TV preview: Downton Abbey
Christmas Day isn’t complete these days without Downton Abbey on the box, and viewers will no doubt be warmed to hear that, unlike last year, the upcoming special will be set during the Christmas period.
“I think audiences will really enjoy this one. It has a lovely festive element to it,” says Hugh Bonneville, who plays the show’s patriarch Lord Grantham. He’s keen not to divulge too much, but will reveal that “a chunk of” scenes have been shot at Alnwick Castle.
“Highclere [Castle, where Downton is usually shot] is stunning to film in but frankly, Alnwick Castle is huge. That was the highlight of the year,” says the London-born 51-year-old. “Harry Potter filmed exteriors there, but I believe it’s the first time cameras have been allowed inside. The Duke and Duchess of Northumberland are huge fans, which is why they let us in.”
And they’re not the only ones. Downton’s become something of a phenomenon since it first aired in 2010. “We knew something odd was going on when, after the launch of the show, when there’s usually a bit of a dip, the viewing figures went up.”
But it was a playground encounter that really brought the breadth of its popularity home to Bonneville.
“A kid in my son’s school came up to me,” he recalls. “He was about nine and said: ‘I don’t like what that Thomas [Downton’s conniving footman] is doing’. I’d never, in a million years, thought it would appeal to those that young, but kids and grandparents are watching it together.”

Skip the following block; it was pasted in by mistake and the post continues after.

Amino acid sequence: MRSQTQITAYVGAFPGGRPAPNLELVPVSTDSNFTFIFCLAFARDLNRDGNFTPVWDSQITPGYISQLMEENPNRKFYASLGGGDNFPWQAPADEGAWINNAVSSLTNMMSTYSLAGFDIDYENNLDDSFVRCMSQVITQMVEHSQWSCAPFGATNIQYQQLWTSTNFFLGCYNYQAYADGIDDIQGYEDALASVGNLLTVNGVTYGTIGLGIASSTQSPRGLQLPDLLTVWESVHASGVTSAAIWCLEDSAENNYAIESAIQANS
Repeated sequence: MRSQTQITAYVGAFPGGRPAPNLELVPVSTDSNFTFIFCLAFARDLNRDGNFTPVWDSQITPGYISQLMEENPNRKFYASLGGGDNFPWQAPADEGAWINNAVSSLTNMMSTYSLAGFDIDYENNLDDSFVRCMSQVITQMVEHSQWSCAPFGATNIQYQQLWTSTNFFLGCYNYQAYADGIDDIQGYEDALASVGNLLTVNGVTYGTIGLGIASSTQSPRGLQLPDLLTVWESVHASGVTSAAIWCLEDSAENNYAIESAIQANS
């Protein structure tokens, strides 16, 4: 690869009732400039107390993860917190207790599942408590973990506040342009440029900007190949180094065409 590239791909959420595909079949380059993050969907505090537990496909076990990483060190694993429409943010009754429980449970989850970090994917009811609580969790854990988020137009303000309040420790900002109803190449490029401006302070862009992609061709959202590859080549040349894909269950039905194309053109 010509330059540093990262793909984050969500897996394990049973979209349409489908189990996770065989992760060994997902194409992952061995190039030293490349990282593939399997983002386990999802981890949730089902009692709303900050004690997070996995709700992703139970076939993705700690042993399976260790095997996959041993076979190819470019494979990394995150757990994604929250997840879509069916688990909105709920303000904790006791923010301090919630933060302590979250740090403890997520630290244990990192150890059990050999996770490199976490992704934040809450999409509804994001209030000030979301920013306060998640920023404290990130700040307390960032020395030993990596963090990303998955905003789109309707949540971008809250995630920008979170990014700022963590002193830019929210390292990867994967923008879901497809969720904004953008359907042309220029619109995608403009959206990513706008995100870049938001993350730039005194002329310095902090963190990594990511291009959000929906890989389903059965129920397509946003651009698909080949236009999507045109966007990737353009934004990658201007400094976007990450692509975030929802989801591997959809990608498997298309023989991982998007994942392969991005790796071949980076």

The actor has been working for more than 20 years now, popping up as lovable buffoons in Notting Hill and Mansfield Park, but it’s Downton that’s really made him a household name.
“I feel like a very lucky actor to be in a show that people love and continues to grow around the world,” he says. “It’s something I love doing, and the people involved are a fantastic team. I said to our producer not so long ago, that it’s extraordinary to think that five years on, we’re not punching each other!”
Series six has already been commissioned, but Bonneville is aware that it can’t run indefinitely. “It’s a unique show, in that it feels so big in scale, but it comes down to one person’s imagination; [writer and producer] Julian Fellowes.
“It’s really him, and he’ll know when it’s time to tie up all the loose ends and put it to bed,” adds Bonneville, who says he will be sunning himself “on a beach a long way away” at Christmas.
One person who isn’t so fussed about the series, however, is Bonneville’s 12-year-old son, Felix. ““He comes to set and we stay over in a pub down the road and have a boys’ night out. But I have to say, he’s pretty bored of it now. But anything I do is the annoying thing that takes dad away from playing football.”
Downton Abbey, December 25, ITV, 9pm